“Religion is a mental illness.”
You’ve probably heard this phrase, or variation of, used by a fellow non-believer. You could be like myself, someone who has, unfortunately, used a similar expression. I’ve come to realize how wrong and immature this is.
This post originally appeared on blog Libere Cogitare et Ratio.
A few weeks ago (September 15th), I attended my first Cru meeting. For those not in-the-know, Cru is what was formerly known as "Campus Crusade for Christ." They're an interdenominational, conservative Evangelical, youth ministry that operates on many college campuses across the country. To their credit, they're actually one of the largest Christian organizations in the US. Being a Northern-bred, scientifically minded, atheistic liberal, I fully expected to witness an entirely different culture—and therefore was looking forward to the experience with excitement and anticipation.
Who is planning on going to the Reason Rally this Spring? Good news! A few weeks ago the organizers anounced that the band Bad Religion will be performing at the rally! The rally looks like it is really shaping up to be awesome and this seems to be yet another awesome addition to the already star studded list of speakers.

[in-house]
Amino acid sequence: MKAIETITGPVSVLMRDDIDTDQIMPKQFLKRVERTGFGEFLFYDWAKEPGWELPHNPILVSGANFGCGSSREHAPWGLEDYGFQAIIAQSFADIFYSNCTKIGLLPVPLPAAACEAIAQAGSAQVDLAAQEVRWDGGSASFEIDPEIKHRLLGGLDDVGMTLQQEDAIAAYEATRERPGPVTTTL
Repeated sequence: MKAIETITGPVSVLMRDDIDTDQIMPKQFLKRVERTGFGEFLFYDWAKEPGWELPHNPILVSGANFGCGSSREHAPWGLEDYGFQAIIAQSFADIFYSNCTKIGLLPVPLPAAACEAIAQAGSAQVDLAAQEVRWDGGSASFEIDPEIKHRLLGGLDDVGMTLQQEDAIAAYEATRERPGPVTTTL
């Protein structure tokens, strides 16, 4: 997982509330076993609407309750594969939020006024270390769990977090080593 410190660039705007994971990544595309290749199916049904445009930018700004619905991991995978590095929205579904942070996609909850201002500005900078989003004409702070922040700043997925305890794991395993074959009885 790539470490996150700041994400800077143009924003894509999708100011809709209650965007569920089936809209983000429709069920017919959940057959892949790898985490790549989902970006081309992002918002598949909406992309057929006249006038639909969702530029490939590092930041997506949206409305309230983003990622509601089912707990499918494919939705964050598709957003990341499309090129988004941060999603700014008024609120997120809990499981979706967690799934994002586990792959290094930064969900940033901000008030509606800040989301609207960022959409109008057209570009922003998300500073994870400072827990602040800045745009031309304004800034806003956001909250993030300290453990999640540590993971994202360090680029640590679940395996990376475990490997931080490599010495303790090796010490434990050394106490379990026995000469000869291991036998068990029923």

Many skeptics also identify as atheists, to such an extent that these two groups often look identical. But the relationship between the two philosophies is not one of equality, and treating them as such can be detrimental to the cause of skepticism. Skepticism is a mode of thought, whereas atheism is an actual claim about the universe. As is true with all such claims, atheism can become dogmatic. This is the danger it poses to skepticism through its association, because skepticism inherently gives no validity to dogma.
Last week, as occasionally happens, a package mysteriously appeared in my mailbox at work. These packages contain books that my coworkers have requested or that publishers send to our company for review prior to their release. (They always seem to come to me by mistake.) I tore this one open and found myself holding The Magic of Reality: How We Know What's Really True by Richard Dawkins. This, his most recent book (released yesterday, as a matter of fact), is a book about evolution written for children aged ten to twelve and up. I had heard about this book for months and I couldn’t help but be excited.